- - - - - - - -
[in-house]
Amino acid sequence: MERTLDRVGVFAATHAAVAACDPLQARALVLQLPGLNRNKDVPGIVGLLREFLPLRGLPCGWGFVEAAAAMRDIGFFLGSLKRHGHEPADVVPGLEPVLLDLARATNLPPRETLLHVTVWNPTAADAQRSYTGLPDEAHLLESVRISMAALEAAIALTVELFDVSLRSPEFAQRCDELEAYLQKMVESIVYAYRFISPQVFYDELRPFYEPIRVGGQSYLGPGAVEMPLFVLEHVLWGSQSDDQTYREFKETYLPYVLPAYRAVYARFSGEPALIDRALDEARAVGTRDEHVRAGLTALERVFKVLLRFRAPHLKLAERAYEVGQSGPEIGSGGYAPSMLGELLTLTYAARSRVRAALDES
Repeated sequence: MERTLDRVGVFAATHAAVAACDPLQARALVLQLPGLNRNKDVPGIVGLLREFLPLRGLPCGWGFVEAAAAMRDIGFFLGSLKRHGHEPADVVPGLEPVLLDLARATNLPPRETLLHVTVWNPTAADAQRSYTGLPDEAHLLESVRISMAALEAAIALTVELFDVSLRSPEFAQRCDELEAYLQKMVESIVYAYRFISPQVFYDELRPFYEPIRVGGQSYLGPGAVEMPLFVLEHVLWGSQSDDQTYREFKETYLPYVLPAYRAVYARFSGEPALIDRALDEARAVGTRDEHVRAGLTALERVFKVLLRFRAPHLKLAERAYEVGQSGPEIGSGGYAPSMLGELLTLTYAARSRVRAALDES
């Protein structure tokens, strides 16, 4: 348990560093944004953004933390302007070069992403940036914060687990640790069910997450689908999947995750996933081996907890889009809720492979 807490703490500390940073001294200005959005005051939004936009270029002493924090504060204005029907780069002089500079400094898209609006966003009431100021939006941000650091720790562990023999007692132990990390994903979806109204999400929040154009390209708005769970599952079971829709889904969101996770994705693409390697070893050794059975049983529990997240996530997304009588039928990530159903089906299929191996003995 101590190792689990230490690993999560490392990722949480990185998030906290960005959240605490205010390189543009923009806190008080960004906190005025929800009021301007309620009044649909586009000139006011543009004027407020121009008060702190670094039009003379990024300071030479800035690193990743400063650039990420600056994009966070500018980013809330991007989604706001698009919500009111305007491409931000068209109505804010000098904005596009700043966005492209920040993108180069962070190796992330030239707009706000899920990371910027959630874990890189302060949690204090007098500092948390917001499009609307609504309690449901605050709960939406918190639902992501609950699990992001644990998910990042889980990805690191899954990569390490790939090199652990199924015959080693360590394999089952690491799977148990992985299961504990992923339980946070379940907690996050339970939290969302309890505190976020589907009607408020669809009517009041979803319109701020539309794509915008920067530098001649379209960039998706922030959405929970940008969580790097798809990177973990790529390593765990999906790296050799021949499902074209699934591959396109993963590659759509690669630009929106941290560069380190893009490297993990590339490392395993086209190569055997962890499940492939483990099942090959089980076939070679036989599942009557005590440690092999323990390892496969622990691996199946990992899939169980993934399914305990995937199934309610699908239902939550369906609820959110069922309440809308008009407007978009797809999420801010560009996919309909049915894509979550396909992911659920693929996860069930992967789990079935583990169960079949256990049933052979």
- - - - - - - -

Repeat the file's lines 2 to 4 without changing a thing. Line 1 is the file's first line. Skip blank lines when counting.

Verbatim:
Amino acid sequence: MERTLDRVGVFAATHAAVAACDPLQARALVLQLPGLNRNKDVPGIVGLLREFLPLRGLPCGWGFVEAAAAMRDIGFFLGSLKRHGHEPADVVPGLEPVLLDLARATNLPPRETLLHVTVWNPTAADAQRSYTGLPDEAHLLESVRISMAALEAAIALTVELFDVSLRSPEFAQRCDELEAYLQKMVESIVYAYRFISPQVFYDELRPFYEPIRVGGQSYLGPGAVEMPLFVLEHVLWGSQSDDQTYREFKETYLPYVLPAYRAVYARFSGEPALIDRALDEARAVGTRDEHVRAGLTALERVFKVLLRFRAPHLKLAERAYEVGQSGPEIGSGGYAPSMLGELLTLTYAARSRVRAALDES
Repeated sequence: MERTLDRVGVFAATHAAVAACDPLQARALVLQLPGLNRNKDVPGIVGLLREFLPLRGLPCGWGFVEAAAAMRDIGFFLGSLKRHGHEPADVVPGLEPVLLDLARATNLPPRETLLHVTVWNPTAADAQRSYTGLPDEAHLLESVRISMAALEAAIALTVELFDVSLRSPEFAQRCDELEAYLQKMVESIVYAYRFISPQVFYDELRPFYEPIRVGGQSYLGPGAVEMPLFVLEHVLWGSQSDDQTYREFKETYLPYVLPAYRAVYARFSGEPALIDRALDEARAVGTRDEHVRAGLTALERVFKVLLRFRAPHLKLAERAYEVGQSGPEIGSGGYAPSMLGELLTLTYAARSRVRAALDES
């Protein structure tokens, strides 16, 4: 348990560093944004953004933390302007070069992403940036914060687990640790069910997450689908999947995750996933081996907890889009809720492979 807490703490500390940073001294200005959005005051939004936009270029002493924090504060204005029907780069002089500079400094898209609006966003009431100021939006941000650091720790562990023999007692132990990390994903979806109204999400929040154009390209708005769970599952079971829709889904969101996770994705693409390697070893050794059975049983529990997240996530997304009588039928990530159903089906299929191996003995 101590190792689990230490690993999560490392990722949480990185998030906290960005959240605490205010390189543009923009806190008080960004906190005025929800009021301007309620009044649909586009000139006011543009004027407020121009008060702190670094039009003379990024300071030479800035690193990743400063650039990420600056994009966070500018980013809330991007989604706001698009919500009111305007491409931000068209109505804010000098904005596009700043966005492209920040993108180069962070190796992330030239707009706000899920990371910027959630874990890189302060949690204090007098500092948390917001499009609307609504309690449901605050709960939406918190639902992501609950699990992001644990998910990042889980990805690191899954990569390490790939090199652990199924015959080693360590394999089952690491799977148990992985299961504990992923339980946070379940907690996050339970939290969302309890505190976020589907009607408020669809009517009041979803319109701020539309794509915008920067530098001649379209960039998706922030959405929970940008969580790097798809990177973990790529390593765990999906790296050799021949499902074209699934591959396109993963590659759509690669630009929106941290560069380190893009490297993990590339490392395993086209190569055997962890499940492939483990099942090959089980076939070679036989599942009557005590440690092999323990390892496969622990691996199946990992899939169980993934399914305990995937199934309610699908239902939550369906609820959110069922309440809308008009407007978009797809999420801010560009996919309909049915894509979550396909992911659920693929996860069930992967789990079935583990169960079949256990049933052979």